5 Biggest Trade Show Mistakes

Posted by Traci Browne 06/14/2017 0 Comment(s)

Five Biggest Trade Show Mistakes Exhibitors Make:


I’ve never met an exhibitor yet who says they are just going to show up at a trade show and who have every intention of just winging it. Even first-time exhibitors put a lot of thought into their presence at an expo and plan diligently for it. Despite good intentions, even veteran exhibitors make big mistakes that have a negative effect on their show budget or dilute their show results. The following is our top five biggest mistakes exhibitors make.


1. INSUFFICIENT STAFFING: The people staffing your booth at a trade show are your number one asset. Not sending the right person or enough people to the show can ruin your chances of success. We’ve all been on the show floor and witnessed that person sitting behind a table glued to their smartphone and ignoring everyone walking past. Don’t make that same mistake. Send someone who is enthusiastic about your product or service and outgoing enough to engage people as they walk past the booth.


Working the show floor is exhausting. You want the person who is representing you to be performing at their best, so be sure to send back up so they can take a break, grab a bite to eat, and recharge their batteries. The buddy system also helps elevate boredom during slow times and gives each person the opportunity to work to their strengths instead of their weaknesses.


2. PROCRASTINATION: Another huge mistake people make is also a budget buster. If you wait until the last minute to sign up for a show or wait until a month before the show opens to read through your paperwork, you’re going to miss all the early bird discounts. Not meeting those early bird deadlines will add up. You’ll miss out on hundreds of dollars in savings on advanced shipping benefits. Show services, such as electrical, carpeting, and furnishings often end up costing much more than if you had ordered them months before under early bird pricing. Crack open that exhibitor kit as soon as you receive it and mark all early bird deadlines on your calendar.


3. NOT LISTENING: Not only is not listening enough a big mistake, but it's also what ultimately turns off a potential buyer. We have the tendency to want to create the perfect pitch for a trade show. You only have a few seconds to capture someone’s attention, so make it worthwhile right? Wrong. The best way to catch someone’s attention at a trade show is by asking them a qualifying question. Then, take the time to listen to their answer. If they are not the right fit, you know it right away, and neither one of you wastes the other’s time. If it turns out they are a qualified booth visitor, you’ll have a better understanding of what their needs are, and you can craft your pitch to address those needs.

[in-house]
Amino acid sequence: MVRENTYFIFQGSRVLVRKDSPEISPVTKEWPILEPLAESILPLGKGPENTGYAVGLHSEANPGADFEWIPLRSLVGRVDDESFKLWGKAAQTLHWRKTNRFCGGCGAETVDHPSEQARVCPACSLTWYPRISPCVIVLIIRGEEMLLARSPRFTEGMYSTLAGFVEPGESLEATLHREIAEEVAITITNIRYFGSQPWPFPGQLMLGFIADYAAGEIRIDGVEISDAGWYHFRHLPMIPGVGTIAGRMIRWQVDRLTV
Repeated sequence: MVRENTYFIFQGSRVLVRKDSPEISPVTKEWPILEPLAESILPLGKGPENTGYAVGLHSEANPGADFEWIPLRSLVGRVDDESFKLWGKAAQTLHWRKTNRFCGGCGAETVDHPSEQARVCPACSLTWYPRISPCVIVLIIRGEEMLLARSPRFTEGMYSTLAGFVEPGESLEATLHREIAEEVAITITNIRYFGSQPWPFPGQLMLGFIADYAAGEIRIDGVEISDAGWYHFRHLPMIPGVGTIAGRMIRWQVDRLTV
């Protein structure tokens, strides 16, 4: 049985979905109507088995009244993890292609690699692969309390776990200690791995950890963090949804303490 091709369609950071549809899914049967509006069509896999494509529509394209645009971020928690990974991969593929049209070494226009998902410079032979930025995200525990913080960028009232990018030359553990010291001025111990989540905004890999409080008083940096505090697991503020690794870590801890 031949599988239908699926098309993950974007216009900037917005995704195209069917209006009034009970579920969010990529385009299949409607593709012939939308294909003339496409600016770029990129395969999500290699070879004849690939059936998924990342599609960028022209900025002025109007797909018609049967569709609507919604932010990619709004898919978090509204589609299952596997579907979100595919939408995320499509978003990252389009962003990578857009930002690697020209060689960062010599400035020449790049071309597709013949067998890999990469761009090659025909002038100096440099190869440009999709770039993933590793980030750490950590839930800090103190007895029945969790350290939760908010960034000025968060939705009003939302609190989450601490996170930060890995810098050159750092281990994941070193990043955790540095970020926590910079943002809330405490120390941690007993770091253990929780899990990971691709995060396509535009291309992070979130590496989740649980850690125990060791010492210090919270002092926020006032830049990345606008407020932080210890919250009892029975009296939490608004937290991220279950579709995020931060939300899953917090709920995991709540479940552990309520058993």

4. NO PRE-SHOW PLANNING: You can’t just show up and expect people to pour into your booth. If you do not do any pre-show outreach and planning, you won’t get on attendees’ short list of must see vendors. Take advantage of marketing opportunities the show provides that fit within your budget. Many shows offer a vehicle for media outreach at no cost to their exhibitors, so start there. Show organizers typically allow a one-time use of the attendee list (usually for a fee) or will offer some type of promotional outreach tool you can take advantage of. Don’t send a mass mailing with a generic message to the entire list of attendees. Segment the list, send information only to legitimate prospects, and make your message resonate with each segmented group. 


5. INADEQUATE DISPLAY: Putting zero effort into your display is a colossal mistake even for those with limited budgets. Invest in high quality, sturdy, eye-catching banners and signs with messages that speak directly to the show’s audience. Less is more when it comes to capturing the attention of passers-by. Limit your message to just ten words or less and accompany that with an eye-catching image. Strategically placed lighting that highlights your products or message will add an extra professional touch to your display and draw potential customers and clients in. Don’t overcrowd your space with every product you sell. Focus on what will resonate the most with your audience and give them room to experience your product hands on. Once they are in your booth, let your staff do the heavy lifting by asking the right questions and engaging the visitor in a mutually beneficial conversation.


What are some of the biggest mistakes you’ve made, or have seen other exhibitors make? Please share them with us below so others can learn from them, and not repeat the cycle.


-Traci Browne


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